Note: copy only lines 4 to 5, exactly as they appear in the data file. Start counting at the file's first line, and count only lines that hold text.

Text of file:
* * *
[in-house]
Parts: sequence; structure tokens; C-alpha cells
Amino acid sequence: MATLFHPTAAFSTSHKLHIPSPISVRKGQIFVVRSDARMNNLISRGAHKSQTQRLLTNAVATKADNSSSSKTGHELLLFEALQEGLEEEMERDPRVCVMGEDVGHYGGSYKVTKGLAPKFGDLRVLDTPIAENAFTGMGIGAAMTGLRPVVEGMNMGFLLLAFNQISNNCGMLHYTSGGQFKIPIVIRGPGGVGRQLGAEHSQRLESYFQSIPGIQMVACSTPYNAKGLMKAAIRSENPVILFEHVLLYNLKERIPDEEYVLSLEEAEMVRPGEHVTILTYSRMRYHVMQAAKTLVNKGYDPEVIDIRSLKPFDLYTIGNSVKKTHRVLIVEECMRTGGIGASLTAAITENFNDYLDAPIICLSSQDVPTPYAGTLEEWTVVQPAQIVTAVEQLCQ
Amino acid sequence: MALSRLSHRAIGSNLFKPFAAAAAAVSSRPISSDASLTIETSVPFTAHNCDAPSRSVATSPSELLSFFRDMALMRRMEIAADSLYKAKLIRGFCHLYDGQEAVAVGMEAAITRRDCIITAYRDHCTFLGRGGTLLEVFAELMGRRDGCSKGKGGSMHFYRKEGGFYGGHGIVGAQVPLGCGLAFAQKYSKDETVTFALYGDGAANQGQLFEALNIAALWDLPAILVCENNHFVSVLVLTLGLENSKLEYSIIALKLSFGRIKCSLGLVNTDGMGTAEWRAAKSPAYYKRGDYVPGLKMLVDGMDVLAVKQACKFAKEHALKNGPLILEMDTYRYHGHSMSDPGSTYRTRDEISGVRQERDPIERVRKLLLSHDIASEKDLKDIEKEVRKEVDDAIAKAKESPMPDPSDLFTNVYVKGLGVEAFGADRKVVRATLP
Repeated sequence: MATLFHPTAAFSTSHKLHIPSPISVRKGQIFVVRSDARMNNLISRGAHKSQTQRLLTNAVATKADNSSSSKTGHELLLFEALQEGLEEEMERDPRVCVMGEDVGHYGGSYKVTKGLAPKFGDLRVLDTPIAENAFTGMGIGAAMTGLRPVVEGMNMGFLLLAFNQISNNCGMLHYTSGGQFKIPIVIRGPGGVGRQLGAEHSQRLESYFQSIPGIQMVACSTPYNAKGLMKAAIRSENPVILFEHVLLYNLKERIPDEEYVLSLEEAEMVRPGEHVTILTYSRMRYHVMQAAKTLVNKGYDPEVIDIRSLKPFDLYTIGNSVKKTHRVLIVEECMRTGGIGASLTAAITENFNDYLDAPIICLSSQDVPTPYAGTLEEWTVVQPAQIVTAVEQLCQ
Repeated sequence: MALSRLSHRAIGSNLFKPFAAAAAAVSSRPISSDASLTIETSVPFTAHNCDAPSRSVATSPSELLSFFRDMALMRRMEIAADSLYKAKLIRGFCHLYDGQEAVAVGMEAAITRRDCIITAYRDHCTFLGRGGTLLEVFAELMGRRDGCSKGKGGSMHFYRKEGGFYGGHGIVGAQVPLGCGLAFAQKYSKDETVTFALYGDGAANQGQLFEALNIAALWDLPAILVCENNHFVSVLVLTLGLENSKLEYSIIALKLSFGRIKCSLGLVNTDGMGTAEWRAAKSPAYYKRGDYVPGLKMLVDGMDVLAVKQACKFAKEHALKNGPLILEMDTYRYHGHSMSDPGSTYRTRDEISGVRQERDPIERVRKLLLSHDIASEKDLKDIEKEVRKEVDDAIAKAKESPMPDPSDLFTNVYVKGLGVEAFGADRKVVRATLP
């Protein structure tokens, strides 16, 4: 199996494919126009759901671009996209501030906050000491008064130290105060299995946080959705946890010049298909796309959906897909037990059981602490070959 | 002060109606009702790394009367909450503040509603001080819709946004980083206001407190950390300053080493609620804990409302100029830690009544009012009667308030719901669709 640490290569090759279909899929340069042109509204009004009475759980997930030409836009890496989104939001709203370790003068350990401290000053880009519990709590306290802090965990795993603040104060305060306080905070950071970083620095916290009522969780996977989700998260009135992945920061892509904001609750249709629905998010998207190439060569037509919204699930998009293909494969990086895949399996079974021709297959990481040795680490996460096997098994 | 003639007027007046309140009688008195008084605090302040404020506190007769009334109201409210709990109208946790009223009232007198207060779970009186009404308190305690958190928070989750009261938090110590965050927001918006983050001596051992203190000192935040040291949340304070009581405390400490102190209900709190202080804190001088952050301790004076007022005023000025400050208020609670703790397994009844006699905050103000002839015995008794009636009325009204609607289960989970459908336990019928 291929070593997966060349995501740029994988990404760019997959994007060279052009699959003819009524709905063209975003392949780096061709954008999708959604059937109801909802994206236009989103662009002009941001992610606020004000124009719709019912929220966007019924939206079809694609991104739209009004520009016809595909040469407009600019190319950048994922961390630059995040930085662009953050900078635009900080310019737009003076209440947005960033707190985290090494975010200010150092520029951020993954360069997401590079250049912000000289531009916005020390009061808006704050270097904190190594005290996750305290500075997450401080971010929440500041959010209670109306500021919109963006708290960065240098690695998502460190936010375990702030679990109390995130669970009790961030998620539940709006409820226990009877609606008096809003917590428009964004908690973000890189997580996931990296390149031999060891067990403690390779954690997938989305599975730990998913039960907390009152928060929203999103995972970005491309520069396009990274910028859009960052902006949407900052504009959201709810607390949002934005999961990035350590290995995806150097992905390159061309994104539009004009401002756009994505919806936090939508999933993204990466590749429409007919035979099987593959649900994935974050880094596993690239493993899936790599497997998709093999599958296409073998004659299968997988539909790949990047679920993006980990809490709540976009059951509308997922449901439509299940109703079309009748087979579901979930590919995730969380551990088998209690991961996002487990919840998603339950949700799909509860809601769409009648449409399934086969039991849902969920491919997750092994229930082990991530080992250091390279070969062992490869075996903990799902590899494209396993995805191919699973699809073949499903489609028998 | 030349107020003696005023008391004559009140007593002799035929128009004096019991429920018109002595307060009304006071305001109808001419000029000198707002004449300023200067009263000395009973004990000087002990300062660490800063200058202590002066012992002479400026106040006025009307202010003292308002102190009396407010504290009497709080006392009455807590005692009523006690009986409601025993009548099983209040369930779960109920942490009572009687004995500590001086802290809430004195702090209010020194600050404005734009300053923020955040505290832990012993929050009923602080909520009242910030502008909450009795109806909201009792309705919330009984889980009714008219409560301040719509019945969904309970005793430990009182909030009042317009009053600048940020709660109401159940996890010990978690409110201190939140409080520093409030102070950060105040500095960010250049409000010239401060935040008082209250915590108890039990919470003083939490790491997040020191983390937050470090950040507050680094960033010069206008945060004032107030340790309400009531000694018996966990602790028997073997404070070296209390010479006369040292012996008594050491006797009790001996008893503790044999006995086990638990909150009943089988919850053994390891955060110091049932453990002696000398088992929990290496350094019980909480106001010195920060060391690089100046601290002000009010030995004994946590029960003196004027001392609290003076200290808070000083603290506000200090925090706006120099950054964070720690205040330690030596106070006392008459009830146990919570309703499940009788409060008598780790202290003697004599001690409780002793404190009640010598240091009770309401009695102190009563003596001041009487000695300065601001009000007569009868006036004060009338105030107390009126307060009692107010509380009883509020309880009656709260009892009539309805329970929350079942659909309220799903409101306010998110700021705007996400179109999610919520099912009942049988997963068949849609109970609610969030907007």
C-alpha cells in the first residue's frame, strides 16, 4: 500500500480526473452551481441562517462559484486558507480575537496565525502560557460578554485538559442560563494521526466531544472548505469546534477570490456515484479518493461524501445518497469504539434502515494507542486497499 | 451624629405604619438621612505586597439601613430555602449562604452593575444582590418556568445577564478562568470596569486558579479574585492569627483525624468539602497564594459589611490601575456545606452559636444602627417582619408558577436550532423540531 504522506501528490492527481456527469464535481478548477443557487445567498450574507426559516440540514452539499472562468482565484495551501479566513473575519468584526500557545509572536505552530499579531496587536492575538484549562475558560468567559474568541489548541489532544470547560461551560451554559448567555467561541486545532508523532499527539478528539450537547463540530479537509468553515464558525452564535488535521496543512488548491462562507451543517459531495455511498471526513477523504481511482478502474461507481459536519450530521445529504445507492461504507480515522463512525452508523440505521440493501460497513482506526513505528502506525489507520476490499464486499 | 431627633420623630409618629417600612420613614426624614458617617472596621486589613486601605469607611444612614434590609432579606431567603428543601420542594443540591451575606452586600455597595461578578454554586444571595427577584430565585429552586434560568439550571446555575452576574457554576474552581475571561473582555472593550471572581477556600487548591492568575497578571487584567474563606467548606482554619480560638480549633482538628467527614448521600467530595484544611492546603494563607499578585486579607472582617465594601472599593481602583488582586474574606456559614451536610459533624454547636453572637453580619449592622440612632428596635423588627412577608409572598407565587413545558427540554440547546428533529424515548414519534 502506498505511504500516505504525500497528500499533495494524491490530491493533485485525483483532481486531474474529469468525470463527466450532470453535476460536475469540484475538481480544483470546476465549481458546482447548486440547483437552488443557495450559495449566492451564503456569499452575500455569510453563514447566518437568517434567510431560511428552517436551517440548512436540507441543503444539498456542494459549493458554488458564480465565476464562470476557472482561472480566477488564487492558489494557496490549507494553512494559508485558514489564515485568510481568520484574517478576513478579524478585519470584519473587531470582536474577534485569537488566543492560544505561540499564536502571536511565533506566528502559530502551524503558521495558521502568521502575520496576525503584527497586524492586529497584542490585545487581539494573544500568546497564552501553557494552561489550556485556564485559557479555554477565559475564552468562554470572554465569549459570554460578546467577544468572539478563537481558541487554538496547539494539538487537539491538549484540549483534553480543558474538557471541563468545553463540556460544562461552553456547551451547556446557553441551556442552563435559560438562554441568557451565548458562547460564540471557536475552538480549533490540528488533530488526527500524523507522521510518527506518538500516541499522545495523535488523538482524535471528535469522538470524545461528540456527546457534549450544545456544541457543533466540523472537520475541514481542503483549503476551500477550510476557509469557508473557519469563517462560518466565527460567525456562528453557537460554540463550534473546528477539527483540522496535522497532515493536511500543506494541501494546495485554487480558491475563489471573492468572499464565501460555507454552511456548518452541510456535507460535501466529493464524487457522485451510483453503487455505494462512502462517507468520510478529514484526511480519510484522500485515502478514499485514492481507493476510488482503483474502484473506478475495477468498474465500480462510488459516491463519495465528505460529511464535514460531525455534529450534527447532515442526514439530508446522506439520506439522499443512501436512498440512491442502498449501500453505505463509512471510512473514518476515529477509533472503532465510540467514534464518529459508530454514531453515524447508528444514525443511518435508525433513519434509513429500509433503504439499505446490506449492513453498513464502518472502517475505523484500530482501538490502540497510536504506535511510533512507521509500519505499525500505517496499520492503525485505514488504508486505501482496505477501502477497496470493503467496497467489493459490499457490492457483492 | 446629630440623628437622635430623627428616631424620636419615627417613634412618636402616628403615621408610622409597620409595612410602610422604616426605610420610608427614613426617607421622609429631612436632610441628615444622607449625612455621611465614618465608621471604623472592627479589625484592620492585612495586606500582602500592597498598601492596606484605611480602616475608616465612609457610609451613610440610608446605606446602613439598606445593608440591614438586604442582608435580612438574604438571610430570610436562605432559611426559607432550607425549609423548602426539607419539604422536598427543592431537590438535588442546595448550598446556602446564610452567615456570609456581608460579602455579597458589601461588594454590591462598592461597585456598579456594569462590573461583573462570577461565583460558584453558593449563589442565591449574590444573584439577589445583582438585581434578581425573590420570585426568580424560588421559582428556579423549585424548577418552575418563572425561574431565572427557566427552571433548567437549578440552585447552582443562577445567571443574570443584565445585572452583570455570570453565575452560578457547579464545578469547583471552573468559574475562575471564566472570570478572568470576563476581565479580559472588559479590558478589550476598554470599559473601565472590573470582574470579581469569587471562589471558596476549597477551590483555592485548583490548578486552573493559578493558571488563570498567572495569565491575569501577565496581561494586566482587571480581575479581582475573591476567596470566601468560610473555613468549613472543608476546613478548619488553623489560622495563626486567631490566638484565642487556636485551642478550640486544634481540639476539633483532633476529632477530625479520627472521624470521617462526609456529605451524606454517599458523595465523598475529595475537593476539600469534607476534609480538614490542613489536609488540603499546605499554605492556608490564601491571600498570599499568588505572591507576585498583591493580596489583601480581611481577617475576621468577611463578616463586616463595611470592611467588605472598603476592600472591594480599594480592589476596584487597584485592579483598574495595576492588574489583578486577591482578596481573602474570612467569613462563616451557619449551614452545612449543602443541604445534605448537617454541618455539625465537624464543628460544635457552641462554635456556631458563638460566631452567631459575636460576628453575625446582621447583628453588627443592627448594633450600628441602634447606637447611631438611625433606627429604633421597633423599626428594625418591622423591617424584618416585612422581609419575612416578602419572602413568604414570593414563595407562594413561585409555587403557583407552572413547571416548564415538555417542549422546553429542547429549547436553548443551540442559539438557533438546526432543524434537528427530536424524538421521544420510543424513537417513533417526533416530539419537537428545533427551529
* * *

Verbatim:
Amino acid sequence: MALSRLSHRAIGSNLFKPFAAAAAAVSSRPISSDASLTIETSVPFTAHNCDAPSRSVATSPSELLSFFRDMALMRRMEIAADSLYKAKLIRGFCHLYDGQEAVAVGMEAAITRRDCIITAYRDHCTFLGRGGTLLEVFAELMGRRDGCSKGKGGSMHFYRKEGGFYGGHGIVGAQVPLGCGLAFAQKYSKDETVTFALYGDGAANQGQLFEALNIAALWDLPAILVCENNHFVSVLVLTLGLENSKLEYSIIALKLSFGRIKCSLGLVNTDGMGTAEWRAAKSPAYYKRGDYVPGLKMLVDGMDVLAVKQACKFAKEHALKNGPLILEMDTYRYHGHSMSDPGSTYRTRDEISGVRQERDPIERVRKLLLSHDIASEKDLKDIEKEVRKEVDDAIAKAKESPMPDPSDLFTNVYVKGLGVEAFGADRKVVRATLP
Repeated sequence: MATLFHPTAAFSTSHKLHIPSPISVRKGQIFVVRSDARMNNLISRGAHKSQTQRLLTNAVATKADNSSSSKTGHELLLFEALQEGLEEEMERDPRVCVMGEDVGHYGGSYKVTKGLAPKFGDLRVLDTPIAENAFTGMGIGAAMTGLRPVVEGMNMGFLLLAFNQISNNCGMLHYTSGGQFKIPIVIRGPGGVGRQLGAEHSQRLESYFQSIPGIQMVACSTPYNAKGLMKAAIRSENPVILFEHVLLYNLKERIPDEEYVLSLEEAEMVRPGEHVTILTYSRMRYHVMQAAKTLVNKGYDPEVIDIRSLKPFDLYTIGNSVKKTHRVLIVEECMRTGGIGASLTAAITENFNDYLDAPIICLSSQDVPTPYAGTLEEWTVVQPAQIVTAVEQLCQ